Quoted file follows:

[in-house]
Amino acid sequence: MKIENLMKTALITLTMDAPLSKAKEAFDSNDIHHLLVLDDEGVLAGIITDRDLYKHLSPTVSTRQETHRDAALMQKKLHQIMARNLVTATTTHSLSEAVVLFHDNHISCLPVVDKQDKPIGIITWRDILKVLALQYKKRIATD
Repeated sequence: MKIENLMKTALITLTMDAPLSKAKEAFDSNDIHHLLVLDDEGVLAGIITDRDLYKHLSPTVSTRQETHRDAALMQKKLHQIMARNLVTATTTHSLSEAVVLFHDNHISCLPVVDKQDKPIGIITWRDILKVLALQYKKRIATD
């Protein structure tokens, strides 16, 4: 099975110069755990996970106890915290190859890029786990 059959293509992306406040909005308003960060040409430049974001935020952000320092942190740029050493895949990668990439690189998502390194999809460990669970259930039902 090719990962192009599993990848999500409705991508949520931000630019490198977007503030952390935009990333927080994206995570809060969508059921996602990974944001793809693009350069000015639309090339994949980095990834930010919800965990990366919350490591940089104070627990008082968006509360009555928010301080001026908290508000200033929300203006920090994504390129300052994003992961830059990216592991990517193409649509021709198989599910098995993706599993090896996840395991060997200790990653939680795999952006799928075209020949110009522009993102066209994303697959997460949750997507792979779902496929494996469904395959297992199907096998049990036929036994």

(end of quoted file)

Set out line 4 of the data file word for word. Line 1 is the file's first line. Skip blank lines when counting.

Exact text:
């Protein structure tokens, strides 16, 4: 099975110069755990996970106890915290190859890029786990 059959293509992306406040909005308003960060040409430049974001935020952000320092942190740029050493895949990668990439690189998502390194999809460990669970259930039902 090719990962192009599993990848999500409705991508949520931000630019490198977007503030952390935009990333927080994206995570809060969508059921996602990974944001793809693009350069000015639309090339994949980095990834930010919800965990990366919350490591940089104070627990008082968006509360009555928010301080001026908290508000200033929300203006920090994504390129300052994003992961830059990216592991990517193409649509021709198989599910098995993706599993090896996840395991060997200790990653939680795999952006799928075209020949110009522009993102066209994303697959997460949750997507792979779902496929494996469904395959297992199907096998049990036929036994």